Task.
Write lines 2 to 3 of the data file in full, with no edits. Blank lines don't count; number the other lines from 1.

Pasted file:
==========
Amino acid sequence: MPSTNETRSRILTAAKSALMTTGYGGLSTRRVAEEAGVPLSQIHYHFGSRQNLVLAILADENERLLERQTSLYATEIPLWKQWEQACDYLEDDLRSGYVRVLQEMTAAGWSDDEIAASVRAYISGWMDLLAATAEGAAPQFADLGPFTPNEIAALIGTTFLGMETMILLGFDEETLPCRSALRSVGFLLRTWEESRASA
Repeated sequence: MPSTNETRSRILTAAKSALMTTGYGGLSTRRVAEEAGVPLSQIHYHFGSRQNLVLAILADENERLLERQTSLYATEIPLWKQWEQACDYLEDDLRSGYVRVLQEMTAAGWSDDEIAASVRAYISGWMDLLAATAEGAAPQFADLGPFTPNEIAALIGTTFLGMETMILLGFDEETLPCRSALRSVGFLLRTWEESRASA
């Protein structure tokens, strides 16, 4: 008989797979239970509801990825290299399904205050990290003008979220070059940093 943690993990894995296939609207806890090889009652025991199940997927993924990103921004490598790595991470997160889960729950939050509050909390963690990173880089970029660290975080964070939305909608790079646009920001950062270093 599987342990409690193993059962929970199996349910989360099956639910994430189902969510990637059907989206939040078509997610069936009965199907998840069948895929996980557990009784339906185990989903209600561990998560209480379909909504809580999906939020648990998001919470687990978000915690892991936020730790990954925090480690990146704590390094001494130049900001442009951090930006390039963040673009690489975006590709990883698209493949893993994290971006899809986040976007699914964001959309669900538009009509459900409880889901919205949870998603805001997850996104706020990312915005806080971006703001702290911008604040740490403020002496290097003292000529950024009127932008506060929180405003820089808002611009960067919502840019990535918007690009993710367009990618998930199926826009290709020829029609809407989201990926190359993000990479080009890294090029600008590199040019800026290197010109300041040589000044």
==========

Repeated sequence: MPSTNETRSRILTAAKSALMTTGYGGLSTRRVAEEAGVPLSQIHYHFGSRQNLVLAILADENERLLERQTSLYATEIPLWKQWEQACDYLEDDLRSGYVRVLQEMTAAGWSDDEIAASVRAYISGWMDLLAATAEGAAPQFADLGPFTPNEIAALIGTTFLGMETMILLGFDEETLPCRSALRSVGFLLRTWEESRASA
């Protein structure tokens, strides 16, 4: 008989797979239970509801990825290299399904205050990290003008979220070059940093 943690993990894995296939609207806890090889009652025991199940997927993924990103921004490598790595991470997160889960729950939050509050909390963690990173880089970029660290975080964070939305909608790079646009920001950062270093 599987342990409690193993059962929970199996349910989360099956639910994430189902969510990637059907989206939040078509997610069936009965199907998840069948895929996980557990009784339906185990989903209600561990998560209480379909909504809580999906939020648990998001919470687990978000915690892991936020730790990954925090480690990146704590390094001494130049900001442009951090930006390039963040673009690489975006590709990883698209493949893993994290971006899809986040976007699914964001959309669900538009009509459900409880889901919205949870998603805001997850996104706020990312915005806080971006703001702290911008604040740490403020002496290097003292000529950024009127932008506060929180405003820089808002611009960067919502840019990535918007690009993710367009990618998930199926826009290709020829029609809407989201990926190359993000990479080009890294090029600008590199040019800026290197010109300041040589000044």